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Math Help - improper integral #4

  1. #1
    Super Member Random Variable's Avatar
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    improper integral #4

    Evaluate  \int_{0}^{\infty} \frac{\ln x}{(x+a)(x+b)} \ dx \  \ a,b>0 \ (a \ne b)

    Unlike the last integral, try not to use contour integration.
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  2. #2
    MHF Contributor Drexel28's Avatar
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    Re: improper integral #4

    Quote Originally Posted by Random Variable View Post
    Evaluate  \int_{0}^{\infty} \frac{\ln x}{(x+a)(x+b)} \ dx \  \ a,b>0 \ (a \ne b)

    Unlike the last integral, try not to use contour integration.
    Spoiler:


    We first make the observation that


    \displaystyle \frac{1}{(x+a)(x+b)}=\frac{1}{b-a}\int_a^b\frac{dy}{(x+y)^2} \text{ }dy



    And thus, if I(a,b) is the given integral we have that


    \displaystyle I(a,b)=\frac{1}{b-a}\int_0^\infty \int_a^b \frac{\log(x)}{(x+y)^2}\text{ }dy\,dx


    Now, since


    \displaystyle \int_{\mathbb{R}\times[a,b]}\left|\frac{\log(x)}{(x+y)^2}\right|\text{ }d(x,y)<\infty


    (which is easily verified via estimation) we may apply Fubini's theorem to conclude that


    \displaystyle I(a,b)=\frac{1}{b-a}\int_a^b\int_0^\infty \frac{\log(x)}{(x+y)^2}\text{ }dx\,dy


    But, it is easy to see that


    \displaystyle \int\frac{\log(x)}{(x+y)^2}\text{ }dx=\frac{x\log(x)}{y(y+x)}-\frac{\log(y+x)}{y}


    So that


    \displaystyle \int_0^{\infty}\frac{\log(x)}{(x+y)^2}\text{ }dx=\frac{\log(y)}{y}


    and so


    \begin{aligned}I(a,b) &=\frac{1}{b-a}\int_a^b\int_0^\infty\frac{\log(x)}{(x+y)^2} \text{ }dx\\ &=\frac{1}{b-a}\int_a^b\frac{\log(y)}{y}\;dy\\ &=\frac{\log^2(b)-\log^2(a)}{2(b-a)}\end{aligned}

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  3. #3
    Super Member Random Variable's Avatar
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    Re: improper integral #4

    There is an easier approach.

    Make the substitution  u = \frac{ab}{x} and see what happens.
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  4. #4
    MHF Contributor Drexel28's Avatar
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    Re: improper integral #4

    Quote Originally Posted by Random Variable View Post
    There is an easier approach.

    Make the substitution  u = \frac{ab}{x} and see what happens.
    Yes, that may work. But it wasn't what was most natural to me. I evaluated the integral on Wolfram Alpha for a couple of specific values and noticed that it was always of the form F(b)-F(a) where b>a that just screamed use a double integral to me.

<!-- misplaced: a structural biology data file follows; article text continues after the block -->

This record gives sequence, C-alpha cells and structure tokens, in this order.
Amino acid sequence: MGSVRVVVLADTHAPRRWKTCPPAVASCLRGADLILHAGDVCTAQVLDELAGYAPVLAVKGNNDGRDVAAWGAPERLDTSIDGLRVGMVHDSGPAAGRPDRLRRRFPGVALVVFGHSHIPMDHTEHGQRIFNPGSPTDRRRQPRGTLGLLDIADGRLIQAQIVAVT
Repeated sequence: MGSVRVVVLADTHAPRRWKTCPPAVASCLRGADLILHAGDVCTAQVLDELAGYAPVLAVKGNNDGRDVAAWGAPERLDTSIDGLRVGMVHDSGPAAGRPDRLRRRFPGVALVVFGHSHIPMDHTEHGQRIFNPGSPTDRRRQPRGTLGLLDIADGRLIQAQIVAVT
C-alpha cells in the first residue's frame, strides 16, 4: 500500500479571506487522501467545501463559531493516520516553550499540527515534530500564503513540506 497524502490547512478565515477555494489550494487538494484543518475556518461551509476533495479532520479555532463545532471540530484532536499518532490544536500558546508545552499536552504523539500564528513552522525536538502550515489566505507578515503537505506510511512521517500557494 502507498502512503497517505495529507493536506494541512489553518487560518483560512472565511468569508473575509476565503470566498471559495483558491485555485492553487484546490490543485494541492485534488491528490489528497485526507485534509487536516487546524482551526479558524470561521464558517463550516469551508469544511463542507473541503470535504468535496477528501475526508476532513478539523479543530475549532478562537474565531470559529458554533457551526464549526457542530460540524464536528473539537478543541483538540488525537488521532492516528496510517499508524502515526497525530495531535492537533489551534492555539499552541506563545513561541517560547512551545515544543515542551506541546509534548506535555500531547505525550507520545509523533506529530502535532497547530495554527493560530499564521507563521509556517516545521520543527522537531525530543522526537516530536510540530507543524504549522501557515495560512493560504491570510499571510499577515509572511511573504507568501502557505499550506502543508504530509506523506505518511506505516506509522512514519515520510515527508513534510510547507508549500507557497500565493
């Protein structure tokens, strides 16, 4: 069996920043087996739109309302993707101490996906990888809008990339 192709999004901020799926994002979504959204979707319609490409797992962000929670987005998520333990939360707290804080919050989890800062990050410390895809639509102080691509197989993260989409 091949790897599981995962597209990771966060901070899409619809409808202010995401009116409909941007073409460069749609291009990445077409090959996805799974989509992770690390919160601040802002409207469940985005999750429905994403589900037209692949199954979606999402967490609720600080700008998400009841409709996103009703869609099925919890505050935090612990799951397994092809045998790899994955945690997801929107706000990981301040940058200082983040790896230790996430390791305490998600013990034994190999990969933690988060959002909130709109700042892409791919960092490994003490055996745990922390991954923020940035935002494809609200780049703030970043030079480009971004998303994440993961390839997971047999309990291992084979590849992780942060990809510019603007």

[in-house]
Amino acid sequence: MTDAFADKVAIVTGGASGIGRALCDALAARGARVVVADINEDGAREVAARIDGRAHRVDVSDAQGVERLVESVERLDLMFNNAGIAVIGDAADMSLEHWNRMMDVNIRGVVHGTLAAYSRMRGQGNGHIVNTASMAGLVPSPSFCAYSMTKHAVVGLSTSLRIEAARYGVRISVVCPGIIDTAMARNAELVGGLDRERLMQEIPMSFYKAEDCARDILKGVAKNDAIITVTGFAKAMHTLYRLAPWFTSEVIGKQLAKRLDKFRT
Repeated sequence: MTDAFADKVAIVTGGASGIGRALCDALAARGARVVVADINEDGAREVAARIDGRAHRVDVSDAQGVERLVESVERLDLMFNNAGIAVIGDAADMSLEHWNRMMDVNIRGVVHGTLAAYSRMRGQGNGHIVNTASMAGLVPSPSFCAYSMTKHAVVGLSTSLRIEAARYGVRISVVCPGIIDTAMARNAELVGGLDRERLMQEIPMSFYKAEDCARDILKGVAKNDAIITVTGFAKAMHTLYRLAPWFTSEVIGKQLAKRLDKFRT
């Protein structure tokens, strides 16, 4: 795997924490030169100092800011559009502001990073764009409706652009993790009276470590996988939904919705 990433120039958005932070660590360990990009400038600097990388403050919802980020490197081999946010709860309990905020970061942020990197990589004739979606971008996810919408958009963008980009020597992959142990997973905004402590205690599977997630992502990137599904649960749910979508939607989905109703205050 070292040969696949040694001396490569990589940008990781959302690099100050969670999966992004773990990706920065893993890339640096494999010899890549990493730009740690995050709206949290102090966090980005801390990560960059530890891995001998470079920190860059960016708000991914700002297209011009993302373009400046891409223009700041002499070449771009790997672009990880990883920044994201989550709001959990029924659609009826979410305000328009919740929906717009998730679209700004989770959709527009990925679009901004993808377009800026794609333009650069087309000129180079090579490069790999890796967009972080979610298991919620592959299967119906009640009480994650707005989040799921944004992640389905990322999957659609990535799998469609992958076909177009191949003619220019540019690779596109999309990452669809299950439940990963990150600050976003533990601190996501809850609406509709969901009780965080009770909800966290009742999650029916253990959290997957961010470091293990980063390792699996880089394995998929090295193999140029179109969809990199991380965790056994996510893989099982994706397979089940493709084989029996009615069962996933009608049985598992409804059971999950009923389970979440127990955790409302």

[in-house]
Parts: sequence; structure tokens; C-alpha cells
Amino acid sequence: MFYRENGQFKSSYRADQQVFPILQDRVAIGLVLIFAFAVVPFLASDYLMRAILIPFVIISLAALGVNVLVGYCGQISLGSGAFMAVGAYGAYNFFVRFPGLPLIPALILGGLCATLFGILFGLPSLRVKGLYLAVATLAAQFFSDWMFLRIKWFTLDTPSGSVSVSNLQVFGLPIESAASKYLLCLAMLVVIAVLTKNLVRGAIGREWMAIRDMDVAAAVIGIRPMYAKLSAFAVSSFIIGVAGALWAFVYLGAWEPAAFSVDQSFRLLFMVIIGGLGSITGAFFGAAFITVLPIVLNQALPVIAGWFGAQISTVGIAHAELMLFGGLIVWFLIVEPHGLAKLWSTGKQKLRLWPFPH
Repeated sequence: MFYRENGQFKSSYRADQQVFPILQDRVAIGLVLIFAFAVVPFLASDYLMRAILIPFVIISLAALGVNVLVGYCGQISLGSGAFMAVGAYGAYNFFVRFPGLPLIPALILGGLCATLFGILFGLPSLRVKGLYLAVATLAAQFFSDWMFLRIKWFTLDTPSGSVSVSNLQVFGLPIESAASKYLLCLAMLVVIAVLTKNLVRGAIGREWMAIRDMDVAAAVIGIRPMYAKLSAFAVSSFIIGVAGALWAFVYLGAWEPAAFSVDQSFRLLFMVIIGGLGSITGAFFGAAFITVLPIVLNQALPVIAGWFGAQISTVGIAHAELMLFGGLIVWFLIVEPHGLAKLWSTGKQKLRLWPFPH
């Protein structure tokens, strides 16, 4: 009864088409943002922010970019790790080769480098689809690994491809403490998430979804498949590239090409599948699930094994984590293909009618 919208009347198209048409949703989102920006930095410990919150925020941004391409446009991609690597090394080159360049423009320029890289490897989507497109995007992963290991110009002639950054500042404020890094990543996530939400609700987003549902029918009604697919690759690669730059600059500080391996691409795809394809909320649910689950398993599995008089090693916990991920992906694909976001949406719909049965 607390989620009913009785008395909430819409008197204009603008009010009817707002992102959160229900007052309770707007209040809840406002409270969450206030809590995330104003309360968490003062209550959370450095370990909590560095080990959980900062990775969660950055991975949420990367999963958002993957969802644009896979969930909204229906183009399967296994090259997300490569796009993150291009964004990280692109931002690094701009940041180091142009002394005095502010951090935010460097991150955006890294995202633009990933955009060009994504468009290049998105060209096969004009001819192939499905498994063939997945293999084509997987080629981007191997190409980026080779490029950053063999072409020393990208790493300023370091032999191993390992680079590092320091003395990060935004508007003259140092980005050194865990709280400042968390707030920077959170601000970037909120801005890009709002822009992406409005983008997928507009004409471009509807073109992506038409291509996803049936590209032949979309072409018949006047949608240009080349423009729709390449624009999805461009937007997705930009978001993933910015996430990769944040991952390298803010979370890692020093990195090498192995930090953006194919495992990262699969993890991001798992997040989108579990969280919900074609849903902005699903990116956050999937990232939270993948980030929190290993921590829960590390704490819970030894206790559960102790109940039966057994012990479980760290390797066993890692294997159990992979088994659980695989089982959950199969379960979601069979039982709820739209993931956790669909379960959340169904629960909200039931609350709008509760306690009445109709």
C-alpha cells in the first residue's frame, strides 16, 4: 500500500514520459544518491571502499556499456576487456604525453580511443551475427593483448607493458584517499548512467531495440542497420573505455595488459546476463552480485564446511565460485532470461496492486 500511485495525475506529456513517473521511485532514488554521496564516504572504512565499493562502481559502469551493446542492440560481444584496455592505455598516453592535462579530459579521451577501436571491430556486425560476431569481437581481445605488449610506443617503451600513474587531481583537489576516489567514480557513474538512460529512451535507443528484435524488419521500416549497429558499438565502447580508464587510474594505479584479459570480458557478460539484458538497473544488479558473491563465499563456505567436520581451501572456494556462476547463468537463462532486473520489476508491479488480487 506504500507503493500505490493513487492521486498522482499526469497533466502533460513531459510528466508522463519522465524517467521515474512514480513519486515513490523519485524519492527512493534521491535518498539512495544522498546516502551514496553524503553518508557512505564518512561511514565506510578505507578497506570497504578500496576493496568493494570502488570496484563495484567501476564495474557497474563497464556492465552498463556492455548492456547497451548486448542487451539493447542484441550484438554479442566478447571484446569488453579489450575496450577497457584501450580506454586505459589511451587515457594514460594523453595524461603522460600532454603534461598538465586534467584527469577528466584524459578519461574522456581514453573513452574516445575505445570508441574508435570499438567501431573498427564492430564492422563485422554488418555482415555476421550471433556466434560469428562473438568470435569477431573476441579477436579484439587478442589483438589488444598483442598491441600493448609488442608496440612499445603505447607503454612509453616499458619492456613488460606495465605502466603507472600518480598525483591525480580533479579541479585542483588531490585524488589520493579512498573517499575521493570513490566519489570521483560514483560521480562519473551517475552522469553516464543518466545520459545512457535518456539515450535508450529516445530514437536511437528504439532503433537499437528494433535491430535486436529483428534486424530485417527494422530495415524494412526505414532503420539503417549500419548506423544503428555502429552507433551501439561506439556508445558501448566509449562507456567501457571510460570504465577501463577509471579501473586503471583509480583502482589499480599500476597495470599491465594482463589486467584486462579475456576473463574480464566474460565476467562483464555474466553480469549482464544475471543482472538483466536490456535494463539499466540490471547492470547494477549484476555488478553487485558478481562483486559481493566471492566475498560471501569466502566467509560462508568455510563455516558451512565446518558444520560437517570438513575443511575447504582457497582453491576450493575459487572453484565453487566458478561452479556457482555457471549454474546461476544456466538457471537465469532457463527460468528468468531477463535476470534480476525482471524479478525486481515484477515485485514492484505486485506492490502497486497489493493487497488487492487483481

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  5. #5
    Super Member Random Variable's Avatar
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    Re: improper integral #4

    Quote Originally Posted by Drexel28 View Post
    Yes, that may work. But it wasn't what was most natural to me. I evaluated the integral on Wolfram Alpha for a couple of specific values and noticed that it was always of the form F(b)-F(a) where b>a that just screamed use a double integral to me.
    The substitution is not something I came up with. My automatic approach would be to find the Cauchy principal value using contour integration and then drop the P.V. label because the integral is convergent.

    But if you make that substitution you get

     \int^{\infty}_{0} \frac{ \ln x}{(x+a)(x+b)} \ dx = \ln (ab) \int^{\infty}_{0} \frac{du}{(u+a)(u+b)} - \int^{\infty}_{0} \frac{ \ln u}{(u+a)(u+b)} \ du


    so  \int^{\infty}_{0} \frac{\ln x}{(x+a)(x+b)} \ dx = \frac{\ln (ab)}{2} \int^{\infty}_{0} \frac{du}{(x+a)(x+b)} \ dx


    EDIT:  = \frac{\ln a + \ln b}{2(a-b)} \int^{\infty}_{0} \Big(\frac{1}{x+b} - \frac{1}{x+a} \Big) \ dx = \frac{\ln a + \ln b}{2(a-b)} \ (\ln a - \ln b)


     = \frac{\ln^{2} a - \ln^{2} b}{2(a-b)}
    Last edited by Random Variable; June 14th 2011 at 07:43 PM.
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  6. #6
    Super Member Random Variable's Avatar
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    Re: improper integral #4

    The same substitution can be used to evaluate  \int^{b}_{a} \frac{\ln x}{(x+a)(x+b)} \ dx .
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